PENN: I'd like to see them stay platforms.

SWISHER: Mark, they are not platforms anymore. They're media companies. And they're a different kind of media company. And what they've done is they've ridden on the backs of media companies and taken all of the economics out of it, which has hurt media companies. And then they are essentially media companies.

Now, maybe it's a new kind of media company. Maybe our legislators have to pay a lot more attention and figure out how to do this, although I have grave doubts about that. It's a situation where they get all the benefits and none of the responsibilities, and I would like them to step up and have responsibilities. The minute you do that, you're called - you're saying you want to censor them. You absolutely do not want - I want them to have values and rules and standards like I have to have on my site and any media company has to have.

SINGH: But, Kara, you write that Twitter has become a cesspool of hate speech...


PENN: ...In recent years. That hate speech may be unpleasant. It may even be...

SWISHER: Absolutely.

SINGH: ...As one colleague put it, deplorable. But should such comments actually be banned? I mean, where do you draw the line when it comes to expressing personal views that may be highly uncomfortable for the next person?

SWISHER: That is something Twitter has to decide. But they can decide that and then reap the problems or the benefits from it. They have created this platform, and they have very little control of it. And then they throw up their hands and say whatever, and I don't think that is an answer now. Now, things have changed and got - have changed rather quickly with these companies having enormous powers. But you can see what happens when a platform is abused. And look at what happened with Facebook and the Russians. They weren't paying attention. They were at - now, they're like...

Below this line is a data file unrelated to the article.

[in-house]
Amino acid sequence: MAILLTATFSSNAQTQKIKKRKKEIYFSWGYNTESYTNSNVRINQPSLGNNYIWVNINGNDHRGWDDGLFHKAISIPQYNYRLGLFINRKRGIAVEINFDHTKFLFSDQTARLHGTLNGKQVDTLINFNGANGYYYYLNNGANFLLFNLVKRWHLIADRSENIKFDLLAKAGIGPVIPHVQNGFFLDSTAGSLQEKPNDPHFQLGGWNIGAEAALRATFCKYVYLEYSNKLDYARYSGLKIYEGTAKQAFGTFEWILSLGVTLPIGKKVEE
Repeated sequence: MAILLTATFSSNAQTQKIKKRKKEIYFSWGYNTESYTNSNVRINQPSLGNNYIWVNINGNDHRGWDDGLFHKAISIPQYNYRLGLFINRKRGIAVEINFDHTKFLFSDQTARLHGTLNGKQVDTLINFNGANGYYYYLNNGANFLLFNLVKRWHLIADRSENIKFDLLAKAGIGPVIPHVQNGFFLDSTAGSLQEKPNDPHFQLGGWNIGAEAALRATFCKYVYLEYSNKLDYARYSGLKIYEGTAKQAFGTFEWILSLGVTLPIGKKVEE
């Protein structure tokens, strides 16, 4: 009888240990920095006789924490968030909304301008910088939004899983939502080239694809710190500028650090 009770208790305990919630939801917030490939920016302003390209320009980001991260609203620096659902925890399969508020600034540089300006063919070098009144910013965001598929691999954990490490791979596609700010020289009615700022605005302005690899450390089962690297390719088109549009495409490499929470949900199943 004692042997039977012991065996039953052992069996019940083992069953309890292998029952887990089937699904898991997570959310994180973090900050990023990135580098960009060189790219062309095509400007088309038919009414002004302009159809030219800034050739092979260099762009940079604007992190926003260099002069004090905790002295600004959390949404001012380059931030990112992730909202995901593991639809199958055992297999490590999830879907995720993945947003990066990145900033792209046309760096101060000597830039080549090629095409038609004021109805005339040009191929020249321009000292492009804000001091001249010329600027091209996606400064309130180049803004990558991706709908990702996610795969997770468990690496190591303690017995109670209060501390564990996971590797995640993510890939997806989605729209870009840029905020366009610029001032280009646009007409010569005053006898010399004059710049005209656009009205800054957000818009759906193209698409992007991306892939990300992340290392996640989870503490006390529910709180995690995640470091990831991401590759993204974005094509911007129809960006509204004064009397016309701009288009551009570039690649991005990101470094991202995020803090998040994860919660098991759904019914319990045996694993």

PENN: Oh, come on.

SWISHER: ...So, so sorry.

PENN: You know, this is...

SWISHER: They...

PENN: ...Just a gross exaggeration.

SWISHER: No, it's not a gross exaggeration.

PENN: There's...

SWISHER: Mark...

PENN: ...140 million posts a day on Facebook.

SWISHER: I'm so sorry they're big, but they still have responsibility for their platform. They - absolutely they have...

PENN: Well, they should get rid of bots and do an efficient job, but that has nothing to do with censoring anything.

SWISHER: My - sorry.

SINGH: No, go ahead, Kara. Go ahead.

SWISHER: No. My - I'm not talking about the censoring. They don't have responsibility of their platforms. What I want is some really thoughtful people taking control of this and acting like the adults they need to be on these platforms.

SINGH: OK, we're going to have to leave it there. Kara Swisher is the editor at large of the tech news website Recode and contributing writer for The New York Times. And Mark Penn is a former Microsoft executive and opinion contributor for The Hill.

Kara, Mark, thank you so much for speaking with us.

PENN: Thank you.

SWISHER: Thank you. Transcript provided by NPR, Copyright NPR.